High-end UK retailer House of Fraser plans entry into capital

The British retailer House of Fraser plans to expand rapidly in the Middle East to offset deteriorating conditions on the UK high street.

The British department store chain aims to open an outlet in Aldar's Emporium at Central Market next year. Jason Alden / Bloomberg News
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The British department store chain House of Fraser is looking to expand rapidly in the Middle East as economic conditions deteriorate on the UK high street.


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The brand plans to start trading in the region next autumn with a store in Abu Dhabi and is looking at opening other shops including in the capital's Yas Mall and in Jeddah, Riyadh, Doha, Kuwait and Dubai.

"The Middle East is a great opportunity," said Robin Terrell, the executive director of multi-channel and international at House of Fraser. "It is on that cusp of being established, but not yet saturated, by any stretch of the imagination, certainly if you look beyond Dubai."

House of Fraser was also weighing an expansion in other emerging markets to tap into accelerating economic growth, Mr Terrell said.

"We need to be opportunistic," he said. "Because this is the first move outside the UK, we need to make the Middle East a success."

The first store is to open in Aldar's Emporium at Central Market next year in a franchise agreement with Retail Arabia, a major Middle Eastern retailer that operates Géant stores and The Bahrain Mall.

House of Fraser had also been considering stores in Egypt, but that has been put on hold.

"In the early stages, our partner was looking at Cairo opportunities, but things changed," Mr Terrell said. "I still think it's a huge opportunity for us. But it is a case of wait and see."

Sales at the group are growing at about 4 per cent this year in the UK and Ireland in comparison with last year, Mr Terrell said.

But the outlook for the UK high street is grim, as austerity measures dampen consumer confidence and retailers start to slash prices ahead of Christmas.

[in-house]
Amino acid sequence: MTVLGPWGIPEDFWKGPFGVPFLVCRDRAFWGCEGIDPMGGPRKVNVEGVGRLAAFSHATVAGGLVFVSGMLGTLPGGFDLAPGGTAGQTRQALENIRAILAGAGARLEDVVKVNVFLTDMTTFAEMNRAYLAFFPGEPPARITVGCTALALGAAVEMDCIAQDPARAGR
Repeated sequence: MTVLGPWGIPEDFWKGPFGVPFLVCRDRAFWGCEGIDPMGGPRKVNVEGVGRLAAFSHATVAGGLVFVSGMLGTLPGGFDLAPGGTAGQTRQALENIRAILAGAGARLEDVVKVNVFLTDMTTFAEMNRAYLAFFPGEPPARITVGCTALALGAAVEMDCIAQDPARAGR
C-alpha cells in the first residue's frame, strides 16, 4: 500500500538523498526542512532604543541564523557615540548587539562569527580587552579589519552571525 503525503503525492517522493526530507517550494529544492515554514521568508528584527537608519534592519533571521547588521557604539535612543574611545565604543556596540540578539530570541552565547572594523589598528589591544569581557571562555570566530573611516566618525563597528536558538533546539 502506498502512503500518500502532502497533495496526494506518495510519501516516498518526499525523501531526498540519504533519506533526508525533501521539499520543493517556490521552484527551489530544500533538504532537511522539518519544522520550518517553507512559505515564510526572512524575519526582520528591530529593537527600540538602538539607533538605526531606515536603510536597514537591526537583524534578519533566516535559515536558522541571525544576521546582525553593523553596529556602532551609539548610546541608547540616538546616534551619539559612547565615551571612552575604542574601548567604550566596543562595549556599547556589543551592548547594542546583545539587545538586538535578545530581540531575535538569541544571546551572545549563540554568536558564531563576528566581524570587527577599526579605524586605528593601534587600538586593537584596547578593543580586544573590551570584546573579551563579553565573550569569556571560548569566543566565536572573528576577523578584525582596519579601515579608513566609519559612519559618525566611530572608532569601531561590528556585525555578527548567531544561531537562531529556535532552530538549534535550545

Already this year, there have been a number of retail casualties in the UK, with Jane Norman and TJ Hughes going out of business.

"We are still doing well, but, equally, the environment is very tough. There's no doubt the environment is very difficult out there," said Mr Terrell. "If you look at traditional UK retailers and look at the two main big things they are talking about, one is online and the other is international." Mr Terrell said

House of Fraser would position itself in the premium end of the department store market in the UAE but would also try to cater to all tastes.

"It will be more Harvey Nichols and Bloomingdales than Debenhams and Galeries Lafayette," he said.

House of Fraser is one of the biggest department store chains in the UK, with annual sales in excess of £1.3 billion (Dh7.52bn) and a 160-year history in retail. It has 62 stores in the UK and employs 5,200 staff, with 11,000 other employees in brand concessions in its stores.

The company's profit grew 6 per cent to £69.7 million in the year to January of this year.

Mr Terrell said the company was considering shipping products ordered via its website to the Middle East before the launch of its first store.

"We have the opportunity to seed the market first, which is what we are looking at doing next year," said Mr Terrell. Online retail is one of the fastest growing parts of the business for the brand, and the website supplies 131 countries worldwide. Sales on the House of Fraser's website have grown from £22m in 2009 to £100m this year, Mr Terrell said.

"Shopping is a recreational activity here [in the UK], but I think it is even more so [in the UAE]," said Mr Terrell. "So stores are even more important there.

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